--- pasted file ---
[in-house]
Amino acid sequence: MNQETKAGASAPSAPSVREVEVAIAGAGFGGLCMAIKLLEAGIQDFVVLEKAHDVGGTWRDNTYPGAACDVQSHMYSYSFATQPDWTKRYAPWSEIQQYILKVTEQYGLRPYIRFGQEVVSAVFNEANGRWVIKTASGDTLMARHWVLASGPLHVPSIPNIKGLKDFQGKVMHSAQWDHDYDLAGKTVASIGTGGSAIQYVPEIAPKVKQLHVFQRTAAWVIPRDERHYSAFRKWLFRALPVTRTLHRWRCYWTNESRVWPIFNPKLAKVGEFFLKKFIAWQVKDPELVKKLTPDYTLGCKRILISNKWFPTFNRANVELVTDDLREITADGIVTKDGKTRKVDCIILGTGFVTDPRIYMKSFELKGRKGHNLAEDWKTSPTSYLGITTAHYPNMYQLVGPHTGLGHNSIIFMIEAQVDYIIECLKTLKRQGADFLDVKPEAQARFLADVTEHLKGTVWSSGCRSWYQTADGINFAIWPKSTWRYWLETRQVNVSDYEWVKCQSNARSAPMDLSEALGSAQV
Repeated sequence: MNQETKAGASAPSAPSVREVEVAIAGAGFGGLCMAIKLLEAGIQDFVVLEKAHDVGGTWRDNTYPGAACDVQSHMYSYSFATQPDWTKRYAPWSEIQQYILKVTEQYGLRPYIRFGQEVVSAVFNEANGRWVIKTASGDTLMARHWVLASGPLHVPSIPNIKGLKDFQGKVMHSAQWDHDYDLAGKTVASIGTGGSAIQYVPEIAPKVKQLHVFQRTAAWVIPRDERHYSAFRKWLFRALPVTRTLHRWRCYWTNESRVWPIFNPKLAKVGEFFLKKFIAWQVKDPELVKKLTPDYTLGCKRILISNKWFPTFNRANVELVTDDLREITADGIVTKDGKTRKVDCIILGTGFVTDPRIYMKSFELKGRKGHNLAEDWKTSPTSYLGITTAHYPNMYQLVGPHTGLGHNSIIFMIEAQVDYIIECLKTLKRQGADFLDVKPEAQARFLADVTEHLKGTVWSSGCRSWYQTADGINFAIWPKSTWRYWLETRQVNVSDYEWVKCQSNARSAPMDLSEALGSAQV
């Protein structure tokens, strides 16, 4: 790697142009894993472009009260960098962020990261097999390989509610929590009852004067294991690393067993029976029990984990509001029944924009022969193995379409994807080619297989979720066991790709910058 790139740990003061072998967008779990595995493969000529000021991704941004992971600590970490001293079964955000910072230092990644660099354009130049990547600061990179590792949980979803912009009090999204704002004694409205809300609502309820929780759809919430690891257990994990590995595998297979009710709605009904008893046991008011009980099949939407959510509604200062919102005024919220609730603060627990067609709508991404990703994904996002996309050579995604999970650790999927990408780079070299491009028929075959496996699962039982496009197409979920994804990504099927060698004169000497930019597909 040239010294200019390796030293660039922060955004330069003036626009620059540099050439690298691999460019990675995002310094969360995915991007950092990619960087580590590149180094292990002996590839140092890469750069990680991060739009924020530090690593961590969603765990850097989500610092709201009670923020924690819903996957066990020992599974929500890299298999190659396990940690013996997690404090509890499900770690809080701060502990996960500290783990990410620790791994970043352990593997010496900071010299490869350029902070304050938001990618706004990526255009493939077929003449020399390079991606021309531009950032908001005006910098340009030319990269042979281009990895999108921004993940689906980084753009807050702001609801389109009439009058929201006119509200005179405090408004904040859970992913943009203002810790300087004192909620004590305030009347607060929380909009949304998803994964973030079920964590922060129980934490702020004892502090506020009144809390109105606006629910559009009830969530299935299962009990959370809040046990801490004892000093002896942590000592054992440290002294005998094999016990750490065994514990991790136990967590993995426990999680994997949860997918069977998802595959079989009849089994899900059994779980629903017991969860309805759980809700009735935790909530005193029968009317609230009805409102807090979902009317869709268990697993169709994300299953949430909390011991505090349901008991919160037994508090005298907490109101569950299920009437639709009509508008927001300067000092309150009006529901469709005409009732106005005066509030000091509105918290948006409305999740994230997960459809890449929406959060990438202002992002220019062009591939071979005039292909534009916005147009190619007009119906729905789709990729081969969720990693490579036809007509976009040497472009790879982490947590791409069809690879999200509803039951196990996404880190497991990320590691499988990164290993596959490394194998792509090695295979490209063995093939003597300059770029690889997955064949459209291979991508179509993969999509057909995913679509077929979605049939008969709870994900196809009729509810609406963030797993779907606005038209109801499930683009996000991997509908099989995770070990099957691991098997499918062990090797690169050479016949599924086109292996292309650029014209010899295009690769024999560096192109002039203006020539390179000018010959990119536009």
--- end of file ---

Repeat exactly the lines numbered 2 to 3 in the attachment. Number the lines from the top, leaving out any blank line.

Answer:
Amino acid sequence: MNQETKAGASAPSAPSVREVEVAIAGAGFGGLCMAIKLLEAGIQDFVVLEKAHDVGGTWRDNTYPGAACDVQSHMYSYSFATQPDWTKRYAPWSEIQQYILKVTEQYGLRPYIRFGQEVVSAVFNEANGRWVIKTASGDTLMARHWVLASGPLHVPSIPNIKGLKDFQGKVMHSAQWDHDYDLAGKTVASIGTGGSAIQYVPEIAPKVKQLHVFQRTAAWVIPRDERHYSAFRKWLFRALPVTRTLHRWRCYWTNESRVWPIFNPKLAKVGEFFLKKFIAWQVKDPELVKKLTPDYTLGCKRILISNKWFPTFNRANVELVTDDLREITADGIVTKDGKTRKVDCIILGTGFVTDPRIYMKSFELKGRKGHNLAEDWKTSPTSYLGITTAHYPNMYQLVGPHTGLGHNSIIFMIEAQVDYIIECLKTLKRQGADFLDVKPEAQARFLADVTEHLKGTVWSSGCRSWYQTADGINFAIWPKSTWRYWLETRQVNVSDYEWVKCQSNARSAPMDLSEALGSAQV
Repeated sequence: MNQETKAGASAPSAPSVREVEVAIAGAGFGGLCMAIKLLEAGIQDFVVLEKAHDVGGTWRDNTYPGAACDVQSHMYSYSFATQPDWTKRYAPWSEIQQYILKVTEQYGLRPYIRFGQEVVSAVFNEANGRWVIKTASGDTLMARHWVLASGPLHVPSIPNIKGLKDFQGKVMHSAQWDHDYDLAGKTVASIGTGGSAIQYVPEIAPKVKQLHVFQRTAAWVIPRDERHYSAFRKWLFRALPVTRTLHRWRCYWTNESRVWPIFNPKLAKVGEFFLKKFIAWQVKDPELVKKLTPDYTLGCKRILISNKWFPTFNRANVELVTDDLREITADGIVTKDGKTRKVDCIILGTGFVTDPRIYMKSFELKGRKGHNLAEDWKTSPTSYLGITTAHYPNMYQLVGPHTGLGHNSIIFMIEAQVDYIIECLKTLKRQGADFLDVKPEAQARFLADVTEHLKGTVWSSGCRSWYQTADGINFAIWPKSTWRYWLETRQVNVSDYEWVKCQSNARSAPMDLSEALGSAQV